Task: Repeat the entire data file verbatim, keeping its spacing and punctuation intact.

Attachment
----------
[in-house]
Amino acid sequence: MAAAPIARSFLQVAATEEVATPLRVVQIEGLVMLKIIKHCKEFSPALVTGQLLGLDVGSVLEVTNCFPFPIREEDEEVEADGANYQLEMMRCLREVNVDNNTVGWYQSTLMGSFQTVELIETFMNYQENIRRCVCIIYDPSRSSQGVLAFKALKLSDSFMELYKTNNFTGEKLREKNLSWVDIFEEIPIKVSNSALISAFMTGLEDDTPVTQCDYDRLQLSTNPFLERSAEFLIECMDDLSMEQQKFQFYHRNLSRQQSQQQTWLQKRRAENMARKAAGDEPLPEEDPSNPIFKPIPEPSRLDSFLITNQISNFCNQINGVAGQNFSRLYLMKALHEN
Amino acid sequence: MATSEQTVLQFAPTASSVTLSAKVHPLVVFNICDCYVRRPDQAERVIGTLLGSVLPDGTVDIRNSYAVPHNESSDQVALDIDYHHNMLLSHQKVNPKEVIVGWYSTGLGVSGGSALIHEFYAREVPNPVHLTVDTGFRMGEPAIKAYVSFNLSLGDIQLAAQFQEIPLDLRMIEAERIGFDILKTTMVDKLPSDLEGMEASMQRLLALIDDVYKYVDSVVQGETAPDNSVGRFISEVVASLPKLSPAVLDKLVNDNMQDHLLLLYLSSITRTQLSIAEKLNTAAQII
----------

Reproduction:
[in-house]
Amino acid sequence: MAAAPIARSFLQVAATEEVATPLRVVQIEGLVMLKIIKHCKEFSPALVTGQLLGLDVGSVLEVTNCFPFPIREEDEEVEADGANYQLEMMRCLREVNVDNNTVGWYQSTLMGSFQTVELIETFMNYQENIRRCVCIIYDPSRSSQGVLAFKALKLSDSFMELYKTNNFTGEKLREKNLSWVDIFEEIPIKVSNSALISAFMTGLEDDTPVTQCDYDRLQLSTNPFLERSAEFLIECMDDLSMEQQKFQFYHRNLSRQQSQQQTWLQKRRAENMARKAAGDEPLPEEDPSNPIFKPIPEPSRLDSFLITNQISNFCNQINGVAGQNFSRLYLMKALHEN
Amino acid sequence: MATSEQTVLQFAPTASSVTLSAKVHPLVVFNICDCYVRRPDQAERVIGTLLGSVLPDGTVDIRNSYAVPHNESSDQVALDIDYHHNMLLSHQKVNPKEVIVGWYSTGLGVSGGSALIHEFYAREVPNPVHLTVDTGFRMGEPAIKAYVSFNLSLGDIQLAAQFQEIPLDLRMIEAERIGFDILKTTMVDKLPSDLEGMEASMQRLLALIDDVYKYVDSVVQGETAPDNSVGRFISEVVASLPKLSPAVLDKLVNDNMQDHLLLLYLSSITRTQLSIAEKLNTAAQII